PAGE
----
Junior Gopichand taking baby steps to make her own destiny

Gayatri Gopichand took a game off Tai Tzu Ying in their first-ever career meeting. PBL

If there's one name that has been mentioned more than most when it comes to Indian badminton in the last two decades, it is Pullela Gopichand. Ever since he won the All England Open, Gopichand has been at the heart of most good things in Indian badminton.

In the latest edition of the Premier Badminton League (PBL), though, it is another Gopichand who has made a few headlines of her own -- 16-year-old Gayatri.

Daughter of the vastly successful Gopichand, Gayatri is the second-youngest player to feature in this year's PBL.

Part of the Chennai Superstarz team, Gayatri benefited from Scotland's Kirsty Gilmour's (the team's top ranked singles player) absence at the beginning of the tournament, and she could not have asked for a more daunting introduction to the same.

She might be ranked 12th in the junior world rankings but her PBL debut came against world champion PV Sindhu. Talking about the experience, she says, "My first ever match in the tournament was against Sindhu, so I was a little nervous, but as the game went on, I was really excited. I just wanted to win and give my best. Then, I played against Tai Tzu Ying."

Calling Tai her favourite player, she says playing against her remains her best memory from the season. And why not? It was the match against her which made everyone take notice of Gayatri. She stunned all observers by winning the first game against the world no. 2, with her use of drop shots and touch play -- something that Tai herself is known for -- drawing a string of unforced errors from her vastly decorated opponent.

Her play was reminiscent of her father at times, with her usage of the wrist to play the shuttle into empty spaces being a particular standout. She might be lacking in power at this stage but her dexterity is remarkable for someone so inexperienced.

Even as Tai drew on her experience to make a comeback and win the match, Gayatri says she was pleasantly surprised by her performance. "I didn't expect it at all. I couldn't believe that I won the first game. I could match her strokes in that opening game and could play the way I wanted to as I executed my strokes well."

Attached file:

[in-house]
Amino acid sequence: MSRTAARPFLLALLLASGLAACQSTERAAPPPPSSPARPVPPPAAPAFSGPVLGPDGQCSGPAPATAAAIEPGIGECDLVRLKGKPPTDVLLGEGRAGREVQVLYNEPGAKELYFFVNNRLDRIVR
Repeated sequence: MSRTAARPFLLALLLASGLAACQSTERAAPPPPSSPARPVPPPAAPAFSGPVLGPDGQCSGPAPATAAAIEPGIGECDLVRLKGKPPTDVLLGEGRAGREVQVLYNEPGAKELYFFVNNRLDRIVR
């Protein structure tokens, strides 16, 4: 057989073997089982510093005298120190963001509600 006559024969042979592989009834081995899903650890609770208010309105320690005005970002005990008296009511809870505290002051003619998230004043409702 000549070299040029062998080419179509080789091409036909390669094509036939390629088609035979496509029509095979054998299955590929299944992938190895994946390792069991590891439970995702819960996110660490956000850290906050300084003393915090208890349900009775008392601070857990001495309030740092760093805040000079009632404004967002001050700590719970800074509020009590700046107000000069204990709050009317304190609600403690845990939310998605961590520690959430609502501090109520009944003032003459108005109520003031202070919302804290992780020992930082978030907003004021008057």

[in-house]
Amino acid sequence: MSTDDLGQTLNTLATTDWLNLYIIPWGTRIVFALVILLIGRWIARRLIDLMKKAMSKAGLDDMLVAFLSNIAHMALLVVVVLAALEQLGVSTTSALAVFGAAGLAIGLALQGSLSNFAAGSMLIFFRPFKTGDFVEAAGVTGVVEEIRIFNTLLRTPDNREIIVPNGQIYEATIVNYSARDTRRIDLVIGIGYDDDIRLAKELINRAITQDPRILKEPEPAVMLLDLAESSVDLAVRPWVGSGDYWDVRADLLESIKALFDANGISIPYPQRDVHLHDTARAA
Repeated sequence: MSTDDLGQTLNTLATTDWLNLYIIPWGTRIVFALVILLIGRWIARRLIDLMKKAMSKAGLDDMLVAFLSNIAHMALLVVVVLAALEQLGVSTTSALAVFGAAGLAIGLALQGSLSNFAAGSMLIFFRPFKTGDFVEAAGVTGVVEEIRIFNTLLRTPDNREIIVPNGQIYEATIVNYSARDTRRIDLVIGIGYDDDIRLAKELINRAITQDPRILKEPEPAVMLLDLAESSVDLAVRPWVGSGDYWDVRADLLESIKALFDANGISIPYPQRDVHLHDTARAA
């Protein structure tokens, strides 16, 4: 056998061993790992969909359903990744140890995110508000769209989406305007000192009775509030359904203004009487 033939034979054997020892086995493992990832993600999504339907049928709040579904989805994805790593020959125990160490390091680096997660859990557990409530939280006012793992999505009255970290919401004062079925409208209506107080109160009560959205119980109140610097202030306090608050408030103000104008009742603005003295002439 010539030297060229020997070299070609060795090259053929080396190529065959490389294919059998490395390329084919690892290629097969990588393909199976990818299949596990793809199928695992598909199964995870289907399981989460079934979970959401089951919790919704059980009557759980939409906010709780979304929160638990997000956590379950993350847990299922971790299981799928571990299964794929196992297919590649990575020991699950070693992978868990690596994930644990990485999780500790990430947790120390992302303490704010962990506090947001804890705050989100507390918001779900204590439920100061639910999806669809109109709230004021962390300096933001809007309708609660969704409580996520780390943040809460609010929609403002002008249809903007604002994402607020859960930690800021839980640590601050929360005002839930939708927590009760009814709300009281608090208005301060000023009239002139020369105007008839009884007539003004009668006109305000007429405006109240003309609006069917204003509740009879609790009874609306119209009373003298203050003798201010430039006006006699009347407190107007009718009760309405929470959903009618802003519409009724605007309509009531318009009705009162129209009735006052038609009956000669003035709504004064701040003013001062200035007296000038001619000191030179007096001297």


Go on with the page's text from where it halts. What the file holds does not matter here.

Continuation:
Inspired by her father's play, Gayatri started playing the sport herself as a six-year-old. "After I started playing, I started winning tournaments in a few years. That is when I realized that I was good at this sport." She then made the decision to pursue the sport professionally.

Playing against players that are vastly more experienced and regulars on the World Tour in the PBL, Gayatri says that the coaches and senior players' advice before the season was "just give your best and enjoy on court. Do not take pressure."

It is an advice she seems to have taken to heart as her love for the sport is evident when you watch her play. Speaking of her takeaways from her maiden season, she says, "I think playing against them [Sindhu and Tai] helped me a lot. This was the first time that I was facing players of such a high quality at this stage of my life. I could actually see how they play their strokes and move on court and their attitude and body language on court. So I could learn from all those things."

While her father's achievements as a coach are plenty, Gayatri says that her mother, P.V.V Lakshmi, is also an invaluable source of support for her, having been a national-level player herself. "My mother does give me advice sometimes. She sits behind me when I practice but she's always tense," she says.

Even though she has failed to win any of the four matches she has played this season, three of those have come against players ranked in the top 15 in the world rankings. For perspective, she's 198th in the senior rankings. "The senior players are brainier as they have a lot of experience. They know what they want to do at all times and that is the biggest difference," she says. "I am 16-years old. So the players I am facing here are much more stronger than me, which is why they move faster on court. So physical strength is something that I want to improve on."

Gayatri has had a fair bit of success on the junior circuit but it has not always been a smooth ride for her, with her being at the centre of selection controversies in the past. While her selection for the 2017 junior World Championships was questioned by a fellow junior player's grandmother, her selection for the 2018 Asian Games also drew the ire of veteran doubles player Aparna Balan.

The teenager has chosen to answer those questions in the best possible way, by her displays on the court and her performances in the PBL this year have proved her mettle.

She has set herself specific goals for this year. "I just want to play at the international level and do well in challenge-level tournaments so that I can play more on the World Tour on the senior circuit," she says.

Finally, when asked if the Gopichand name brings added pressure, she answers with an emphatic, "No, it doesn't." Going by her growth on court, it's difficult to argue against that.